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Donald Sterling Is Not Cliven Bundy, He's Much Worse Donald Sterling Is Not Cliven Bundy, He's Much Worse

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Politics

Donald Sterling Is Not Cliven Bundy, He's Much Worse

The Los Angeles Clippers owner’s alleged remarks are far more sinister.

Donald Sterling(Ronald Martinez/Getty Images)

photo of Matt  Berman
April 28, 2014

It is tempting to compare racists. That's especially true when you look at what's happened in the last week, when two white men—Nevada rancher Cliven Bundy and Los Angeles Clippers owner Donald Sterling—have drawn massive and warranted scrutiny over abhorrently racist remarks. Those lines are already being drawn.

Cliven Bundy's story is well-known by now. The Nevada rancher, who had become a cause celebre among some conservatives for fighting the federal government over overdue grazing fees, went on a rant last week about "the Negro," suggesting that life for black Americans may've been better under slavery.

Donald Sterling's case is more complicated. An audiotape released to TMZ late Friday night purports to reveal the Los Angeles Clippers owner berating his mixed-race girlfriend for bringing Magic Johnson, a black former NBA all-star, to Clippers games and for posting a picture of him on her Instagram account due to his skin color. On Sunday, Deadspin released the full, unedited recording, which gets much, much worse.

 

More than just the comments, what's really astonishing here is what pulls these two men apart: While Cliven Bundy is just a rancher, Donald Sterling is a massively powerful, wealthy, and influential man. What's hard about Sterling's case, and what makes it completely different from Bundy's, is that it reveals that even at the top of one of America's proudest, most diverse institutions, an abject racist can still pull the strings.

Cliven Bundy owes the federal government slightly more than $1 million in fees. Donald Sterling owns a basketball franchise that's valued at well over $500 million. Bundy may've had his moment in the media spotlight, but Donald Sterling has been firmly ensconced in wealth and power for decades.

Of course, the actual comments allegedly from Sterling aren't really a surprise. Sterling has a notorious history here, whether it's settling for nearly $3 million in a case over racial discrimination at apartment buildings he owns, or heckling his players from his courtside seat. Or the detailed racial-discrimination lawsuit brought against him by Hall of Famer and former Clippers general manager Elgin Baylor. Or Sterling celebrating Black History Month (which is February) with a March Clippers game featuring limited free tickets for "underprivileged children"—because, you know, black = underprivileged.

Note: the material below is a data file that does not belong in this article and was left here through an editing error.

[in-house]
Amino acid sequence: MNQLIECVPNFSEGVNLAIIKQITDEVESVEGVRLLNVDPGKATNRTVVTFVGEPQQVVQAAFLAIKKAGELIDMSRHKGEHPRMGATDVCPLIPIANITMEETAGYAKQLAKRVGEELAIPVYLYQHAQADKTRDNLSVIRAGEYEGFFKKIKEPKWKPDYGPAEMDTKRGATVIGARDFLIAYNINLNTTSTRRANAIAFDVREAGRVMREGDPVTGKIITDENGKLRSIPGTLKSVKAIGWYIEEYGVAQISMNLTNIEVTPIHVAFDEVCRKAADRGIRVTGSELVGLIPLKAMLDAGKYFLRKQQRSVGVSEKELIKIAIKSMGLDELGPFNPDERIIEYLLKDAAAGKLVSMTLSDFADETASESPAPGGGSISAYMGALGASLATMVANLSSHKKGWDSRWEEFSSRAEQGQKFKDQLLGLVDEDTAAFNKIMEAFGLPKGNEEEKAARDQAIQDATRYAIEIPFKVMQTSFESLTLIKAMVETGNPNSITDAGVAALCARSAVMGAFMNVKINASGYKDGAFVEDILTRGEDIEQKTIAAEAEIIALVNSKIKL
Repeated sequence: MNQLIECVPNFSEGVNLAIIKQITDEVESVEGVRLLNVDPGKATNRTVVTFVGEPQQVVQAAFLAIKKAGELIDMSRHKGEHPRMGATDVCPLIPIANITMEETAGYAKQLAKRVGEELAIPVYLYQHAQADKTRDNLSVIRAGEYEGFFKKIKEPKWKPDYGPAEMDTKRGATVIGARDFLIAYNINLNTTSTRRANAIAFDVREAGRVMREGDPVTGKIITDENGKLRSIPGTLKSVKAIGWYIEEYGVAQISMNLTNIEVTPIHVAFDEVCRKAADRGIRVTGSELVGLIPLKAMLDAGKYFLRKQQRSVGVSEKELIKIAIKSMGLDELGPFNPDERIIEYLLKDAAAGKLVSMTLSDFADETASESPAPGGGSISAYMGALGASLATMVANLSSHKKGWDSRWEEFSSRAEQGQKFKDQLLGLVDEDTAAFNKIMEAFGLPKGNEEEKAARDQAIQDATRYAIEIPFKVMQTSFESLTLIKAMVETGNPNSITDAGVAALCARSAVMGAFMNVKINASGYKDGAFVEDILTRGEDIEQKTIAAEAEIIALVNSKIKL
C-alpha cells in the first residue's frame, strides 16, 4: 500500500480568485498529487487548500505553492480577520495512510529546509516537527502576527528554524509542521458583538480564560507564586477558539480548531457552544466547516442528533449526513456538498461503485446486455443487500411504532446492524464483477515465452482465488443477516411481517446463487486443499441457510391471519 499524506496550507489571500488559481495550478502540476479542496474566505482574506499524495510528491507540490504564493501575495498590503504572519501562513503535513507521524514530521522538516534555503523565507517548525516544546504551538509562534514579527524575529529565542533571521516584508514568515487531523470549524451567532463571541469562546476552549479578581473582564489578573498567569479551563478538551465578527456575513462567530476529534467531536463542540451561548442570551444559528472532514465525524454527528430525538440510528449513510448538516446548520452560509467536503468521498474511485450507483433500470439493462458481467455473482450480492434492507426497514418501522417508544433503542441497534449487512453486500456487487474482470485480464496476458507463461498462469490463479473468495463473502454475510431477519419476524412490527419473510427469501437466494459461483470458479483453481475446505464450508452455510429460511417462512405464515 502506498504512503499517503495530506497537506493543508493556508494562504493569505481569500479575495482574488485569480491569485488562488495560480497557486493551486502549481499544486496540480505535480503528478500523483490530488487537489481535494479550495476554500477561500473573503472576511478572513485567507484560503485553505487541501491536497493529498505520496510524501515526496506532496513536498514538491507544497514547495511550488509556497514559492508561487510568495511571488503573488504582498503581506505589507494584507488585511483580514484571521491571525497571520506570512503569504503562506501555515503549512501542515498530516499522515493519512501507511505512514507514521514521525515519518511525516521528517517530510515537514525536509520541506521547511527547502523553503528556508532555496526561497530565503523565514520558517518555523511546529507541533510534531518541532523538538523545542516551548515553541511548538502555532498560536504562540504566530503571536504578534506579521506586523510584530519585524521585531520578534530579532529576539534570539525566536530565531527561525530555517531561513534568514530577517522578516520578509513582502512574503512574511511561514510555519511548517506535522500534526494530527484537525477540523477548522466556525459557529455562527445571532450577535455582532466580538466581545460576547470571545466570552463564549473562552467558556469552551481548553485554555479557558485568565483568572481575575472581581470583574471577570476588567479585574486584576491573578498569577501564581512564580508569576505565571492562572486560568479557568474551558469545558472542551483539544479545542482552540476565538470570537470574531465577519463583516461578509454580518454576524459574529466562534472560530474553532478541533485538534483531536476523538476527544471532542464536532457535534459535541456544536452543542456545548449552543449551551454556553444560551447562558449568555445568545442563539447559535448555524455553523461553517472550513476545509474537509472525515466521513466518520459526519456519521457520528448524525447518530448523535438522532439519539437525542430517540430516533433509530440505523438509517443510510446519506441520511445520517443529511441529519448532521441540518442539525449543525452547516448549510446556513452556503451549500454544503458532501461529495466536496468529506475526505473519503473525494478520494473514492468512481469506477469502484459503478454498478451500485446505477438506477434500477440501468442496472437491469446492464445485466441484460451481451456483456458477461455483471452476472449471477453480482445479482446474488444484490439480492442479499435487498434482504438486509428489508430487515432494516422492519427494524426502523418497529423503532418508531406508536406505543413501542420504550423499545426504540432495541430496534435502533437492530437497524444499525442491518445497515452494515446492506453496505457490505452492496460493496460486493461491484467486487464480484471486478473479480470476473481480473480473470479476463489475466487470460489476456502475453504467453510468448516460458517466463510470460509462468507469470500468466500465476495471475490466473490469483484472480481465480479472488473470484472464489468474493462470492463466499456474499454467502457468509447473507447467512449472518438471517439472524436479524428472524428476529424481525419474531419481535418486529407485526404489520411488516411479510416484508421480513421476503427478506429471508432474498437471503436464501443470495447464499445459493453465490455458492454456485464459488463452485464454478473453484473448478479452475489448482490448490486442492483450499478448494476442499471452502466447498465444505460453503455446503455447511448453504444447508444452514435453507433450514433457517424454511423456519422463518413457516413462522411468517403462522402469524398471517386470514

The problems with Sterling's power aren't lost on NBA players. The NBA, as Charles Barkley said Saturday on TNT, is a black league. African-American players made up 76.3 percent of the league as of last June. For all players in the NBA, Sterling's ownership sends a message. "The thing is, [Sterling] is probably not the only [owner] that feels that way," Portland Trailblazers all-star Damian Lillard said Saturday. It's very hard to imagine what it's like for black players on the Clippers to pull on their jerseys and play for a man who appears to detest them. It's very hard to imagine what it's like for black Americans anywhere to work under the same circumstances. Undoubtedly, there are plenty who do daily.

"The United States continues to wrestle with the legacy of race, slavery, and segregation," President Obama said Sunday in response to Sterling's alleged remarks. "And I think that we just have to be clear and steady in denouncing it." So far, it seems like that's coming. While Sterling's past actions have largely been swept under the rug by the NBA, there's some reason to be optimistic about the league's new management, although it's still not quite clear how much Commissioner Adam Silver can do. And by calling on the help of former player and current Sacramento Mayor Kevin Johnson, the NBA Players Association has a proven ally on its side (and all you political watchers out there: file away that name).

It's been an unbelievable week for the NBA. The first week of the playoffs saw seven consecutive games within one possession of victory in the last 10 seconds. It's been a showcase for new stars (looking at you, John Wall), and for old dudes who just won't give up (hi, Tim Duncan). But for all of those amazing things, everything that should've added up to the best week for the league in recent memory has been overshadowed by an 80-year-old, seemingly repugnant man. Unlike Cliven Bundy, and barring extreme NBA intervention, Donald Sterling will only go away when he's well and ready, and he'll likely do so with a big check in hand.

The defining image of this last week in the NBA should have been Vince Carter's buzzer-beating game winner for the Dallas Mavericks, or Kevin Durant's absurd four-point play for the Oklahoma City Thunder. Instead, it's of the Los Angeles Clippers players taking the court in Oakland on Sunday, black and white, their warm-up jerseys turned inside-out, black armbands on their wrists, trying to figure out how to keep themselves together in the face of a power that belittles them, that oversees them, that owns them.

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